jeered on by locals
offering poisoned water
to the sun-parched German throats,
whilst the brother’s shiny, new officers’ boots,
two sizes too big and
for the bulging rucksacks too large,
rub, rub, rub, rub, rub,
the suffering, silent feet.
The town of Pilsen in sight,
from German borders.
“The war’s over,” she hears.
Relief overwhelmed by
fatigue and pain,
and a doctor called to treat
the young girl for exhaustion
and brutally blistered feet.
Then by hook and by crook
to Hamburg they must,
no trains, no buses, no planes,
but from south to north they must go.
A journey of months it will be,
lorries and feet sharing the load
and pages of an English dictionary,
discarded by a German soldier,
helping to while away
long, tedious hours on the road.
in airless air-raid towers
and suffocating barns,
rivers and streams,
pumps and wells
washing off the dirt and heat
of miles and miles and miles.
Hamburg they finally reach,
delight at the sight of family reunited,
even the brother thought hopelessly lost
in that hospital near Prague,
their ears made sharp and sensationally keen
by his tale of escape on the last train out,
bodies shuddering with fear,
realizing what a close shave it had been.
Through bombed ruins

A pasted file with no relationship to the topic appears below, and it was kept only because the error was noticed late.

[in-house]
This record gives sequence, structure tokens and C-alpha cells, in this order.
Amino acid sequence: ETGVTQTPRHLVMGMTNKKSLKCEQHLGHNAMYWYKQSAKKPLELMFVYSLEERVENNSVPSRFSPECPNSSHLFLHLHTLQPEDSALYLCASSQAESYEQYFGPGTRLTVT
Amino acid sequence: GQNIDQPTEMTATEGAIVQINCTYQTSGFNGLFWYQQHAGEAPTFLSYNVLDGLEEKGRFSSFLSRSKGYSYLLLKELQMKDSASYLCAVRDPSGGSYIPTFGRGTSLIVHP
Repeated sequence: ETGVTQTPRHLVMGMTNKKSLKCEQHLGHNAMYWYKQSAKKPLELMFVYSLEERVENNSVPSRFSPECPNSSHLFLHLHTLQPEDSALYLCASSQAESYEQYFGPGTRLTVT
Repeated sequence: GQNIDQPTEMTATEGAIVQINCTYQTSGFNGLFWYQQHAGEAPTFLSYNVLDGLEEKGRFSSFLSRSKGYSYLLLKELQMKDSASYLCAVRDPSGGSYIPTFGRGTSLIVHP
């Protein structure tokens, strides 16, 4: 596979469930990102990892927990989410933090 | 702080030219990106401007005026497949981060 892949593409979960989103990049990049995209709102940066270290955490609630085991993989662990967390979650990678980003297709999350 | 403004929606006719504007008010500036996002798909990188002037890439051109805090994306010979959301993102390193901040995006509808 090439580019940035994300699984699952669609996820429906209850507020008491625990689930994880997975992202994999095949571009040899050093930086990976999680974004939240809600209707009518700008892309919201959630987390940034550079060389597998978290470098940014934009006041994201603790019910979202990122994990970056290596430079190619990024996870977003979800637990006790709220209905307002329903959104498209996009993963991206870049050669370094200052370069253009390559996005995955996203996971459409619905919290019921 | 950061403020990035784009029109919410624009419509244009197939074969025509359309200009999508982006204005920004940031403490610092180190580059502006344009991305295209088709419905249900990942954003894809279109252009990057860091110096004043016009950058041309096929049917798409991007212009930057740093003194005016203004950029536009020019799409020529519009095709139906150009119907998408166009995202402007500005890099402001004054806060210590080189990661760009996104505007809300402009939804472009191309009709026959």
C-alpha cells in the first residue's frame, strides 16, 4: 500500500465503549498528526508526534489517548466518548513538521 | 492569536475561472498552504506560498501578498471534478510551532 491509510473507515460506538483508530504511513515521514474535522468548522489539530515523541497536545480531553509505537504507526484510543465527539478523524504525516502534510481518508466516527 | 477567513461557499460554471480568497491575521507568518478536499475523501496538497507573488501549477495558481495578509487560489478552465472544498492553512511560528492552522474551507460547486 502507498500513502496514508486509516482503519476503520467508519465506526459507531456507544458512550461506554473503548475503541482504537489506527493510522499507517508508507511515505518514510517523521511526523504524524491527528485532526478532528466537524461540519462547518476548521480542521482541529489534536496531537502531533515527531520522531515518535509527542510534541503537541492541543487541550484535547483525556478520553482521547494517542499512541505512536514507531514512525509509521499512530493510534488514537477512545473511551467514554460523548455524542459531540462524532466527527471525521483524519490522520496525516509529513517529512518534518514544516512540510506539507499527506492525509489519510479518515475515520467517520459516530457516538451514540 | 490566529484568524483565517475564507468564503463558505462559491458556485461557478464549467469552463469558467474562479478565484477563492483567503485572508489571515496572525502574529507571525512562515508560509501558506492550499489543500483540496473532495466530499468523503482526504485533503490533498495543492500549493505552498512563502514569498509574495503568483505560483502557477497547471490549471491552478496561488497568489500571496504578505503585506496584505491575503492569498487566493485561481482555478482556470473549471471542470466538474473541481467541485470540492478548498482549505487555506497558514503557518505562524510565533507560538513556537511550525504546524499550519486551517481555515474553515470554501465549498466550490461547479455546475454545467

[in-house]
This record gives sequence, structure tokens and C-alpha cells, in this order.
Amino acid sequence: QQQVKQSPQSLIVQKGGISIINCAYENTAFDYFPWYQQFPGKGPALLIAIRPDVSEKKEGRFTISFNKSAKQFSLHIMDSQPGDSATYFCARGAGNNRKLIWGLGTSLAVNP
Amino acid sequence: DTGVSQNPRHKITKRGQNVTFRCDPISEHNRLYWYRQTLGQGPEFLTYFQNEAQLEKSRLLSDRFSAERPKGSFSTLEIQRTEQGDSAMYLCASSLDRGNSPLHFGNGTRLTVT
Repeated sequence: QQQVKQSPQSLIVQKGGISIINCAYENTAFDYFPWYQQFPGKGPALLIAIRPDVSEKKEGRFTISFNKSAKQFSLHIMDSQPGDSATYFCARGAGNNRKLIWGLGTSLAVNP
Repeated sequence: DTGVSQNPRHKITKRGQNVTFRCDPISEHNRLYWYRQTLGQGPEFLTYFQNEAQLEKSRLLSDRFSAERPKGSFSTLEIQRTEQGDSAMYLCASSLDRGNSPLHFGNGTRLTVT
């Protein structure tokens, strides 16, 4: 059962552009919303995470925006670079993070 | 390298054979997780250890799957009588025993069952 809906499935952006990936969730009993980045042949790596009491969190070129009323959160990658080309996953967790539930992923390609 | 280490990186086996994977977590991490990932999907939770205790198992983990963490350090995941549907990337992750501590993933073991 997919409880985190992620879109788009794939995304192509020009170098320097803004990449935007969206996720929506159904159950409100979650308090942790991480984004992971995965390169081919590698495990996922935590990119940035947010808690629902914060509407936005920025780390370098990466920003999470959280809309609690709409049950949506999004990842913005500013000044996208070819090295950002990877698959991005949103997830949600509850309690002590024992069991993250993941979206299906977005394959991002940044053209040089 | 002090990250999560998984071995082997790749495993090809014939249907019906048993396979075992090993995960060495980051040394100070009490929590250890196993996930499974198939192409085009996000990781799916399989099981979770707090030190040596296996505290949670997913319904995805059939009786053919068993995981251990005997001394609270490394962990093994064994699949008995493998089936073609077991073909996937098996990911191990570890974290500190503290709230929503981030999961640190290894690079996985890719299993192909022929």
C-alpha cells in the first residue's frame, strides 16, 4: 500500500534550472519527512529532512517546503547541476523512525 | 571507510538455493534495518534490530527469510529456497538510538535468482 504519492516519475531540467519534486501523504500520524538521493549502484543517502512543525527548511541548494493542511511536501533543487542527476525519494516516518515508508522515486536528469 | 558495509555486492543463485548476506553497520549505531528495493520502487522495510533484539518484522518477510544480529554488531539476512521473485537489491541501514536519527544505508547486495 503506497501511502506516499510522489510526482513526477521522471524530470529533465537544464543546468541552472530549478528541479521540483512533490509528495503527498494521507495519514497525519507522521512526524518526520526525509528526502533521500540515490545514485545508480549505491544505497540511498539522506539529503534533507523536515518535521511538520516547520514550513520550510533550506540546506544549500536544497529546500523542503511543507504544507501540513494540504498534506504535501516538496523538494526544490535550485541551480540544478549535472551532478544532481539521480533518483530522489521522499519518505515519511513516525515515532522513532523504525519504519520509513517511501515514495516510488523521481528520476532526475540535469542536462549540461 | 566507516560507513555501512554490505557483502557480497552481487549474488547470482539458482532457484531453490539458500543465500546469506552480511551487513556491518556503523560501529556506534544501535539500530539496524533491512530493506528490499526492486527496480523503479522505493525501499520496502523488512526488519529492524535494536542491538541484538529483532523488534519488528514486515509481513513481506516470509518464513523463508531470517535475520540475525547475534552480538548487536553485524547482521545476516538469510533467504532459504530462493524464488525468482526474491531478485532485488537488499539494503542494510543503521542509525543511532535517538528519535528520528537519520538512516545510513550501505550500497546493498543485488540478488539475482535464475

she makes her way each day
to British Army HQ,
showing German clerks
how to impress with
expert, efficient administration,
teaching them mind-blowing,
bewildering, English ordnance jargon.
A slice of bread her breakfast and supper,
a soup of water for lunch,
hunger pangs her constant companion.
Then one day no food left —
digging under cover of darkness
for vegetables to feed
starving brothers and sisters,
face wet with streaming tears.
But starvation knows no shame,
in the aftershock of war.
Yet still she takes pride
in smartness and fashion,
hours spent conjuring up clothes
from this rag and that,
hands weaving magic
with needle and thread.
Catching the eye
of an English colonel
with a well-informed mind
and attractive appearance and manner.
An unhurried courtship
leading to announcement of marriage
and good-byes said to family and friends;
then off to the land
her husband calls home,
to a life of new hope and success.
All so strange this new country,
adapting to customs unknown,
spellings so odd and funny,
shorthand and typing, too,
a secretary valued by bosses
for reliability and punctuality,